Local News

Story published: 01-15-2013 • Print ArticleE-mail Story to a Friend

Will red light cameras remain in Jonesborough?

By Kristen Swing
Executive Editor

A contract for traffic cameras at three intersections in Tennessee’s oldest town is set to expire at the end of the year and leaders will soon have to decide whether they want to continue with the safety program.

Jonesborough officials entered into a five-year agreement with Redflex Traffic Systems in July 2008 to install traffic cameras at the busiest intersections in town in order to catch and ticket drivers who are speeding or running red lights.

As one of the first in the area to install the cameras, the town took some significant criticism from groups who argued the cameras were an example of too much government control. Others welcomed the cameras as a way to potentially reduce crashes at intersections with significant traffic flow.

Throughout the last several years, town police have said the cameras are doing their jobs, citing a decline in speeders and a reduction in the number of serious crashes at those locations.

At the Jan. 14 meeting of the Board of Mayor and Aldermen, leaders approved a proposal from Redflex regarding the remaining year of the original contract.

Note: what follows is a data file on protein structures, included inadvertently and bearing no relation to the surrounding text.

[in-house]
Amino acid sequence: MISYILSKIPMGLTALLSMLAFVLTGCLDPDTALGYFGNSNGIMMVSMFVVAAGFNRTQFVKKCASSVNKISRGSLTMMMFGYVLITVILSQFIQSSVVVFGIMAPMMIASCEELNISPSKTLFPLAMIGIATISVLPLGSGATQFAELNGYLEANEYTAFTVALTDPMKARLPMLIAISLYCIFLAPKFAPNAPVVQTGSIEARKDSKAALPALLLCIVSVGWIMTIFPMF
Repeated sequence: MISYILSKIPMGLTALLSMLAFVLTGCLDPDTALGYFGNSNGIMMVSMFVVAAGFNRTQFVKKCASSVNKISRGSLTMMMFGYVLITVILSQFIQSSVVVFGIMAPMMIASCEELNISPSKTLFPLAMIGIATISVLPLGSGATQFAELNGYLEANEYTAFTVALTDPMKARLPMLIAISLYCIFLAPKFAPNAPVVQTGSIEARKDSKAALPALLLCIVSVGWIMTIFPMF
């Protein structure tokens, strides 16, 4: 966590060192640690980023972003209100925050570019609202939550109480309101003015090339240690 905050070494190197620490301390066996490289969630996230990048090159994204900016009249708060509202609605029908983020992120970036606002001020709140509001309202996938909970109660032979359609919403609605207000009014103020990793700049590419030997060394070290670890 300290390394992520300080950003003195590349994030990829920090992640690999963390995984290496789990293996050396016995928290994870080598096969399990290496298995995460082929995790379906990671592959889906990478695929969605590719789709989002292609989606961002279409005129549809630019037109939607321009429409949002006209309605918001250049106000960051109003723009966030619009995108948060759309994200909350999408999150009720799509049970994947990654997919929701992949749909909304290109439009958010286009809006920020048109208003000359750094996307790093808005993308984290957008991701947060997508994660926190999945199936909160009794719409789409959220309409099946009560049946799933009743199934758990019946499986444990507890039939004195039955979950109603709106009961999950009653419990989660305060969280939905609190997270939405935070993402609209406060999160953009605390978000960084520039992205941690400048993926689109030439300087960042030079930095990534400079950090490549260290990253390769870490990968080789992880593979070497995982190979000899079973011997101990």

Because of changes in state law that now prohibit the town from charging violators cited by the cameras a litigation tax, the town has seen a significant decrease in funds coming in from the traffic cameras.

While Mayor Kelly Wolfe said the installation of the cameras in Jonesborough was always about safety and never about making money, he emphasized the need for the program to be self-funding.

“Right now, the split after the revision in state law is not covering our costs of administering the program,” Wolfe said in a phone interview late last week. “If we are going to continue to operate the cameras, it is incumbent upon us to at least make sure our costs are covered. One of our officers is spending a lot of time dealing with these and we have a municipal judge who handles issues with them. It would be nice if we could at least stay even.”

In the original agreement, Redflex’s portion of profit from tickets issued in Jonesborough came through a tiered system that decreased as more tickets were issued. The town, however, has suffered significant funding loss without the ability to tax violators.

Since the change in law, tickets issued through the cameras come with a price tag of $50 for the vehicle owner. They were previously costing drivers approximately $80.

“Redflex has offered to split the $50 evenly through the duration of this year,” Wolfe said. “They’ve offered to split it for one to two years after that, too.”

Whether Jonesborough will enter into another contract with the company, however, remains to be seen.

The future of Redflex cameras in Jonesborough will be decided by the BMA later this year, Wolfe said.